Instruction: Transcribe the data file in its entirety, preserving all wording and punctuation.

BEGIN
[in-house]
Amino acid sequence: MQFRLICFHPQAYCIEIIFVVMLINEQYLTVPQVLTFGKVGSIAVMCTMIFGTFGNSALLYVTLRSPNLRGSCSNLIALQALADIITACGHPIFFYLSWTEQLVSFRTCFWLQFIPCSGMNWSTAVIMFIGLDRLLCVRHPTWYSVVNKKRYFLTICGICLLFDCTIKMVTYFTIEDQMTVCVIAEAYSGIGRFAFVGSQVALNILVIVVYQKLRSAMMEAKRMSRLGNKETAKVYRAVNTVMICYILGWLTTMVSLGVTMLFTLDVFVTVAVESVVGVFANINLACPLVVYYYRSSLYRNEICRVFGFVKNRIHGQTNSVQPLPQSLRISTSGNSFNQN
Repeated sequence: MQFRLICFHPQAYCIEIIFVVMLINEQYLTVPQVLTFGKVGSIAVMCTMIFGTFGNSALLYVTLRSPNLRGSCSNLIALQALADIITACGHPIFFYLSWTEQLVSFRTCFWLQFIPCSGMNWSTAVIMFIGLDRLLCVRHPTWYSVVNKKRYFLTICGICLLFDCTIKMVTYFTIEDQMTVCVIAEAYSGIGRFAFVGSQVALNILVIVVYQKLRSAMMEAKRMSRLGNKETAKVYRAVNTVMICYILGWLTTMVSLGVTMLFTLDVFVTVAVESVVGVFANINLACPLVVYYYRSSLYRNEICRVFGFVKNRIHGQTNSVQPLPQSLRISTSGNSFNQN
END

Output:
[in-house]
Amino acid sequence: MQFRLICFHPQAYCIEIIFVVMLINEQYLTVPQVLTFGKVGSIAVMCTMIFGTFGNSALLYVTLRSPNLRGSCSNLIALQALADIITACGHPIFFYLSWTEQLVSFRTCFWLQFIPCSGMNWSTAVIMFIGLDRLLCVRHPTWYSVVNKKRYFLTICGICLLFDCTIKMVTYFTIEDQMTVCVIAEAYSGIGRFAFVGSQVALNILVIVVYQKLRSAMMEAKRMSRLGNKETAKVYRAVNTVMICYILGWLTTMVSLGVTMLFTLDVFVTVAVESVVGVFANINLACPLVVYYYRSSLYRNEICRVFGFVKNRIHGQTNSVQPLPQSLRISTSGNSFNQN
Repeated sequence: MQFRLICFHPQAYCIEIIFVVMLINEQYLTVPQVLTFGKVGSIAVMCTMIFGTFGNSALLYVTLRSPNLRGSCSNLIALQALADIITACGHPIFFYLSWTEQLVSFRTCFWLQFIPCSGMNWSTAVIMFIGLDRLLCVRHPTWYSVVNKKRYFLTICGICLLFDCTIKMVTYFTIEDQMTVCVIAEAYSGIGRFAFVGSQVALNILVIVVYQKLRSAMMEAKRMSRLGNKETAKVYRAVNTVMICYILGWLTTMVSLGVTMLFTLDVFVTVAVESVVGVFANINLACPLVVYYYRSSLYRNEICRVFGFVKNRIHGQTNSVQPLPQSLRISTSGNSFNQN